At SDCC 2011, I ran into a co-worker randomly in line one morning and when I go back to work that year, we talked about our experiences during the con. He told me that he was walking the streets of San Diego and someone offered him tickets to this place where he could hang out with the “dude from Chuck” and so he went and had a blast. I immediately looked into his claims to see if he was making the whole thing up and sure enough, something called Nerd HQ existed that year. I used to be anti-offsites in the early years of attending San Diego Comic-Con as I wanted to make sure I spent all my time within the walls of the convention center. It wasn’t until 2014 that I finally experienced Nerd HQ and by that time, they were using Petco Park as their venue.

I had helped a friend get tickets to a few Conversations for a Cause that weekend but I went with just to check out the venue. My time there was pretty cool as it gave me a chance to relax as there was plenty of seating, I saw both Nathan Fillion and Seth Green doing photo ops with fans, and everyone attending looked like they were having a great time. The next year in 2015, Nerd HQ had moved to The New Children’s Museum which was a pretty different venue compared to Petco Park but still offered plenty of space for fans to roam around, play some video games, and relax. My favorite memory that year at Nerd HQ was it was also the year Zach had his Geeks Who Drink game show on SyFy, and the venue was offering a special cocktail in honor of the show. Well, I ordered it at 10:30 in the morning (without having a bite to eat yet) and by 10:45 you could say it had worked its magic on me. It was also the year they had the Coke’o Cola vending machines that you could get a custom Coke can with your name on it.

Finally, in 2016 (unbeknownst to many of us that it was probably the last year), I attended my first Conversations for a Cause panel with Stephen Amell. I was blown away by the experience. Here I was, with maybe 50 people, sitting in a small room with Stephen listening to him tell stories and take questions from the audience. It was such a cool experience and it totally validated why so many people loved Nerd HQ as those panels are such a unique experience. Seeing the news yesterday about Nerd HQ probably not returning to SDCC anytime soon was such a bummer, it has been a great addition to the con weekend for several years.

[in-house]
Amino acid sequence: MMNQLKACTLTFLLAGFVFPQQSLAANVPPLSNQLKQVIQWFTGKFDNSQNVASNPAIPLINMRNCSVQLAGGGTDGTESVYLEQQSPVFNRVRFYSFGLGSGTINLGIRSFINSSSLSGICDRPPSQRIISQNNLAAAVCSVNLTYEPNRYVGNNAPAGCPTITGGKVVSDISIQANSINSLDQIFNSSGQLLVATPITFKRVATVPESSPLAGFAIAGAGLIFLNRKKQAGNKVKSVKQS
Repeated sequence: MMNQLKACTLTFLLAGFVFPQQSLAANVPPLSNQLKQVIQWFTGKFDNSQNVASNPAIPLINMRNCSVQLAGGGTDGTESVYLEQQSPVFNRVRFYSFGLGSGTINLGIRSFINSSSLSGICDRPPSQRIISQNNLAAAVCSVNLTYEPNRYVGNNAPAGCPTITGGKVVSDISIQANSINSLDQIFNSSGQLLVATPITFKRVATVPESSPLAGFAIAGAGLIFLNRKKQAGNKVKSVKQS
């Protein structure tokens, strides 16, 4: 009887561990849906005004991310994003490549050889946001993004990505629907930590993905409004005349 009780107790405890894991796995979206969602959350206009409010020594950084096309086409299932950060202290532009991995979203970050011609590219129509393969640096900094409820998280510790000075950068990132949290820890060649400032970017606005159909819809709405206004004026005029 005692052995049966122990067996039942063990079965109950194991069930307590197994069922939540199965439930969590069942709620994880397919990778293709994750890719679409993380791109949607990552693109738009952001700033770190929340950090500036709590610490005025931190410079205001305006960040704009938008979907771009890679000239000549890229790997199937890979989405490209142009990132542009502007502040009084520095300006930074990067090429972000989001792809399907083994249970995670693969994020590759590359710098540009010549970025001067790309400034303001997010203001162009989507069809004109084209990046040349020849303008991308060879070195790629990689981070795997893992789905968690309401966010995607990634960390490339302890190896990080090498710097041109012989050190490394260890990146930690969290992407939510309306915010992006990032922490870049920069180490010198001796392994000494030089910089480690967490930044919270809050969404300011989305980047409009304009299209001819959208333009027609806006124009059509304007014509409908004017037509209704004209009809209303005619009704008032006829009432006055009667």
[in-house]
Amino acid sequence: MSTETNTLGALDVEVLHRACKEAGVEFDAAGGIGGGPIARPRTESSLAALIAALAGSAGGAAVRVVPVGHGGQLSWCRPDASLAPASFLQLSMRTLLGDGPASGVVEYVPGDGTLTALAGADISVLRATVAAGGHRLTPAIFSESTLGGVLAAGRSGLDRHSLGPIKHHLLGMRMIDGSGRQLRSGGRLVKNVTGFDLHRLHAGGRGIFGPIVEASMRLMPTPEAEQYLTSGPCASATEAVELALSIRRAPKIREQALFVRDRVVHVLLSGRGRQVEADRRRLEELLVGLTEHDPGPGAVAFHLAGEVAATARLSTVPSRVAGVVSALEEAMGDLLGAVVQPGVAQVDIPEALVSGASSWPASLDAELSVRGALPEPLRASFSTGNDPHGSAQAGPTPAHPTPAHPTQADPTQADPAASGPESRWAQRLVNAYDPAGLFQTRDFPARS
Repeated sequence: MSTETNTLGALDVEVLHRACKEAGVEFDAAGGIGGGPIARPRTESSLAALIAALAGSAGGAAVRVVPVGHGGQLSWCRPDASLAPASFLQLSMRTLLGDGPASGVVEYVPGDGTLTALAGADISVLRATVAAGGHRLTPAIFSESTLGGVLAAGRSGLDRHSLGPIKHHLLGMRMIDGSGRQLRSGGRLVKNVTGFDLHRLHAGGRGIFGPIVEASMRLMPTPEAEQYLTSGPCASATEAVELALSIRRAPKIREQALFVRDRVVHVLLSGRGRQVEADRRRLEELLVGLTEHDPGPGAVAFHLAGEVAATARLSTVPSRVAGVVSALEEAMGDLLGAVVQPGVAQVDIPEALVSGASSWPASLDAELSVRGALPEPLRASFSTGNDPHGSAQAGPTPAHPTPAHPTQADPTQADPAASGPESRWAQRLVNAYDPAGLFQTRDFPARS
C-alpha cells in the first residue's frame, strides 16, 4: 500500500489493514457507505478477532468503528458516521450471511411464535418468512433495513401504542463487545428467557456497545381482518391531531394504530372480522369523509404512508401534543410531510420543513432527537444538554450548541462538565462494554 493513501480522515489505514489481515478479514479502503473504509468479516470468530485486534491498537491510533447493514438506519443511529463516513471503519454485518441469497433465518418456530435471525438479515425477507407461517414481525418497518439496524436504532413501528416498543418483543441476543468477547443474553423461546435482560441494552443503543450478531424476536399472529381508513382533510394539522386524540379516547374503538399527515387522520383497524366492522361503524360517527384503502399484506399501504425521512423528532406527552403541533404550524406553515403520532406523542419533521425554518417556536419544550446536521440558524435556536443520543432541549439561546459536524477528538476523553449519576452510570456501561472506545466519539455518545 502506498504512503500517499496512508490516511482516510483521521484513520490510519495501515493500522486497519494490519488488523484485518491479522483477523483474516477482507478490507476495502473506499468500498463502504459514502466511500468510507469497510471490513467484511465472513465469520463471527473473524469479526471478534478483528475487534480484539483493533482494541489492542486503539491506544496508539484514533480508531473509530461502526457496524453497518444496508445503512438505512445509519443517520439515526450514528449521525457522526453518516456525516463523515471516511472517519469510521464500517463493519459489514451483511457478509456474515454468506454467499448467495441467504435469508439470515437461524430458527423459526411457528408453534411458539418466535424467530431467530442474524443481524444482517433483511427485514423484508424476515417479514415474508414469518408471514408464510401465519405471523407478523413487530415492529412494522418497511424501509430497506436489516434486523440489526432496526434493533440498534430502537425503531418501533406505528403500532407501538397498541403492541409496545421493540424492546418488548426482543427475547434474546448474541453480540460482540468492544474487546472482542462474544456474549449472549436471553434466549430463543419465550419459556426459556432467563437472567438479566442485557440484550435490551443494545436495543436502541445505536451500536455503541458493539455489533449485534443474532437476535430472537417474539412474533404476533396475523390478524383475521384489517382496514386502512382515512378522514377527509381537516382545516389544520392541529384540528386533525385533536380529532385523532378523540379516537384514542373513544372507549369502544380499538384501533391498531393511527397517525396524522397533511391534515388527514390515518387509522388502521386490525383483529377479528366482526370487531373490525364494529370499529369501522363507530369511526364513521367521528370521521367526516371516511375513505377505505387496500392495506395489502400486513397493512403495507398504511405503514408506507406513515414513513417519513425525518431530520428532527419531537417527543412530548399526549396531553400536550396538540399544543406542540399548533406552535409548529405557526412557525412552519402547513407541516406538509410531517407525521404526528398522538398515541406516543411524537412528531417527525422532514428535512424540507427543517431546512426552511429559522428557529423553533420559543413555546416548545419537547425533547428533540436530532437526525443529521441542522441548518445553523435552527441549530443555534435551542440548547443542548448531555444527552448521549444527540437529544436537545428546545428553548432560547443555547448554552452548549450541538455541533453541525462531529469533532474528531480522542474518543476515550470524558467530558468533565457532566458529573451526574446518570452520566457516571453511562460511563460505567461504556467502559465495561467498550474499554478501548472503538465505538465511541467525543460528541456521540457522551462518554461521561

James Riley

My favorite Nerd HQ moment didn’t happen at Nerd HQ at all. At least for me. It was one of the Petco Park years, so 2013/14. It was around midnight and I was camped out under the tents of Hall H. We could hear the music from the Nerd HQ dance party that was in full swing. And somehow, over Twitter, those of us camped out managed to start making requests for the music to be played at the party. It’s just another one of those magical moments that springs up and makes you smile. I’ve had so many good times over the years at Nerd HQ Conversations, but this one sticks with me as representative of what Nerd HQ means to those of us who were lucky enough to attend.

Kim Twombly

It’s hard to find words that capture Nerd HQ. It’s very first year, 2011 at Jolt n’ Joes, we stumbled across one of their evening parties and had a marvelous time. What I didn’t know then is that this would become an annual tradition for the next six years. From that first year, Nerd HQ continued to become bigger and better, with amazing panels and moving to larger venues, like Petco Park (stadium seating… in an actual stadium!) and on to the New Children’s Museum with it’s multiple levels to explore. My Twitter icon still remains a Nerd HQ nighttime party at Petco Park with the incredible setup, lighting up the stadium as I’ve never seen it, and I’m a Padres fan. While we no longer have Nerd HQ as we knew it, I am thankful the panels can still be streamed online and we hold out hope that it will find a new incarnation.


Tell us your favorite Nerd HQ memory in the comments.